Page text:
For the present study, 549 patients were initially selected from the database of a dental practice in Stuttgart, Germany, between February 2010 and January 2017, whereby both a panoramic image and a CBCT image were already available prior to the commencement of the study.
The following inclusion criteria were applied for the inclusion of patients in the study:
Patients with both PR and CBCT images in the mandible
Images with correct patient positioning
No artefacts in the measurement area of the mandibular canal roof
Thus, the number of patients who fulfilled the inclusion criteria was reduced to 343. The admissions were conducted according to different justifying indications and independently of the study.
As part of the study, patient data was anonymised and X-ray images consecutively numbered. Thus, this ruled out the possibility of allocation of data to patient.
The mapping of the existing jaw sections in the CBCT images and panoramic slice images were audited prior to the definitive evaluation. In the case of many patients, for example, the field of view (FOV) in the CBCT image was smaller than the PR, such that in these patients not all regions could be accounted for. Areas that were missing, either in CBCT or PR images, were duly noted and excluded from the study.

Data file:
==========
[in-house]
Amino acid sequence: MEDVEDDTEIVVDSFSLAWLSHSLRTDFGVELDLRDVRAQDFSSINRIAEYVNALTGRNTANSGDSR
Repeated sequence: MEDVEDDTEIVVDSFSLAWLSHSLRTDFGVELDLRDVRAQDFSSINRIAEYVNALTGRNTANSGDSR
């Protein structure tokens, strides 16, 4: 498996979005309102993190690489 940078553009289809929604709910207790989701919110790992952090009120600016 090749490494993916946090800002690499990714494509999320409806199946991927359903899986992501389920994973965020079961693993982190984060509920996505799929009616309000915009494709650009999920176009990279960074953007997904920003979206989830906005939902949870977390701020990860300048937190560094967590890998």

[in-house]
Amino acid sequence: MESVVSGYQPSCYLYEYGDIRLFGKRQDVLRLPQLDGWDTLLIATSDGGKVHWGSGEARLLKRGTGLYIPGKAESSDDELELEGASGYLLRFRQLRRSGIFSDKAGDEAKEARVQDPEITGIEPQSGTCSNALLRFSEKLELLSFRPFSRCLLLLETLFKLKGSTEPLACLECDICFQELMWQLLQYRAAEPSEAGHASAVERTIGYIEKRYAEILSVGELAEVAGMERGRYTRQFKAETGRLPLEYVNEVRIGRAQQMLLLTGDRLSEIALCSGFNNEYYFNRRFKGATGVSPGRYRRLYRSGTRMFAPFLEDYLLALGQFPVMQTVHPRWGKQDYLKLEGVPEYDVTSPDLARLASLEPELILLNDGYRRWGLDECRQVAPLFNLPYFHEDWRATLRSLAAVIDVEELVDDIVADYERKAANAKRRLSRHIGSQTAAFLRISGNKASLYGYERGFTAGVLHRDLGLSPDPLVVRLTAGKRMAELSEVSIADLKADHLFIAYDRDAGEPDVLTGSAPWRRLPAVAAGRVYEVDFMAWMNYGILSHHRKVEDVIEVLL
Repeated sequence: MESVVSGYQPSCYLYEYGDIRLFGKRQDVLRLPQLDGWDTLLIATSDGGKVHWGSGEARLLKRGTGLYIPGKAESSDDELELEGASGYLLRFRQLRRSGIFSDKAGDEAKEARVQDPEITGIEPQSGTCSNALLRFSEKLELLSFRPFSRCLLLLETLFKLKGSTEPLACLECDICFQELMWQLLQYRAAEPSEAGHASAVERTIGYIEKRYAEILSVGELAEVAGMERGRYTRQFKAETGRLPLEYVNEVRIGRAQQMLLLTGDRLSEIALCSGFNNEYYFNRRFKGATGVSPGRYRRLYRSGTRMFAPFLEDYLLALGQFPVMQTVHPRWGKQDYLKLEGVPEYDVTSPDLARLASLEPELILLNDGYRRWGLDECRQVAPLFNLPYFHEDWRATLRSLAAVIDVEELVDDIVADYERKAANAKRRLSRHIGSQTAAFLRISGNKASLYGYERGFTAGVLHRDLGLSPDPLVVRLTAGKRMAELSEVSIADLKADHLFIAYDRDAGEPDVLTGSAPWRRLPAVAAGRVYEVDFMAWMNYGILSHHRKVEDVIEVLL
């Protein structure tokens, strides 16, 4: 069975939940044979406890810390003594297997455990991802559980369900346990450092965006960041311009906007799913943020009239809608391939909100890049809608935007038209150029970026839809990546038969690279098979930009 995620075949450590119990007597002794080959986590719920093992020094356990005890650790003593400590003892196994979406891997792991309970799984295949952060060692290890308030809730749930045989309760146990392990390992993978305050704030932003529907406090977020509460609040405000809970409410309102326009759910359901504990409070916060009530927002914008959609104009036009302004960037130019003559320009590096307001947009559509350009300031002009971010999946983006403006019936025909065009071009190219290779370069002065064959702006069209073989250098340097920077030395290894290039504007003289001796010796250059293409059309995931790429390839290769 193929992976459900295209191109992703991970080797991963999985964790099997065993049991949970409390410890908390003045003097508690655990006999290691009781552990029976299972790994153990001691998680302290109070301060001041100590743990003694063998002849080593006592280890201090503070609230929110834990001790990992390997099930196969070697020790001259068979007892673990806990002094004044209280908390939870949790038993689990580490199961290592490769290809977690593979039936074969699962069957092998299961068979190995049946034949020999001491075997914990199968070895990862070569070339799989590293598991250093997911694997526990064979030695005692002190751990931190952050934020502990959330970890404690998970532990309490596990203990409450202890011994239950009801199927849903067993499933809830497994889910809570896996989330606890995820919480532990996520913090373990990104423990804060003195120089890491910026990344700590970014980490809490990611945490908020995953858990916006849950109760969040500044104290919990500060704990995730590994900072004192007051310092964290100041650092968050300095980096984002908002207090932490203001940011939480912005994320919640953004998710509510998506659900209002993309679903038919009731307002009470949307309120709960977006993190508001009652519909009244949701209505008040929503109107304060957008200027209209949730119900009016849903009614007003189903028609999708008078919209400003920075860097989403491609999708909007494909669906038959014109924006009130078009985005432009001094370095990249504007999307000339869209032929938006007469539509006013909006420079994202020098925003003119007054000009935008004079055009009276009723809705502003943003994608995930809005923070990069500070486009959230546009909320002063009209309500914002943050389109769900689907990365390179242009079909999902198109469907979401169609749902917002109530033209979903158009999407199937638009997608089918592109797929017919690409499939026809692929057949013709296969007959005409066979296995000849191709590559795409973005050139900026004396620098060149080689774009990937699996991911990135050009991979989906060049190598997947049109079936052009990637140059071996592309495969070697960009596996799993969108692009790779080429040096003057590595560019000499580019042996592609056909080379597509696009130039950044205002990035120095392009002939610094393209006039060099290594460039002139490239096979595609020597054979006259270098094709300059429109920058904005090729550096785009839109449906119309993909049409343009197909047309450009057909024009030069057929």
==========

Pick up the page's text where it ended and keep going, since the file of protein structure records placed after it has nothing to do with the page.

In the present study, panoramic radiographs were taken with the Orthophos D 3297 X-ray unit (Sirona dental Systems GmbH, Bensheim, Germany) and recorded on an imaging plate (Vistascan View, Dürr Dental, Bietigheim-Bissingen, Germany). The exposure parameters were 60 KV, 10 mA, and 16.4 s. This was read out by means of an imaging plate scanner (Vistscan Combi Plus, Dürr Dental). The evaluation was carried out using professional imaging software DBSWin (version 5.1.1; Dürr Dental SE, Bietigheim-Bissingen, Germany).
The CBCT images were obtained by a Gendex CBX-500™ (KaVo Dental GmbH, Biberach, Germany). The acquisition parameters were 90 kV, 8.9 s with a 0.3-mm resolution. The images were evaluated with the Viewer-Software i-cat Vision (Imaging Sciences International, Hatfield, PA, USA).
The measurements were obtained under standardised conditions in a darkened room of room class 5 (<1000 lux) on a diagnostic monitor (Eizo Flex Scan S2000).
For diagnostic purposes, the mandible was divided into the following sections: P2 second premolar, M1 first molar, M2 second molar, and M3 third molar each on the left and right. Thus, up to eight different regions were assessed per jaw and per exposure.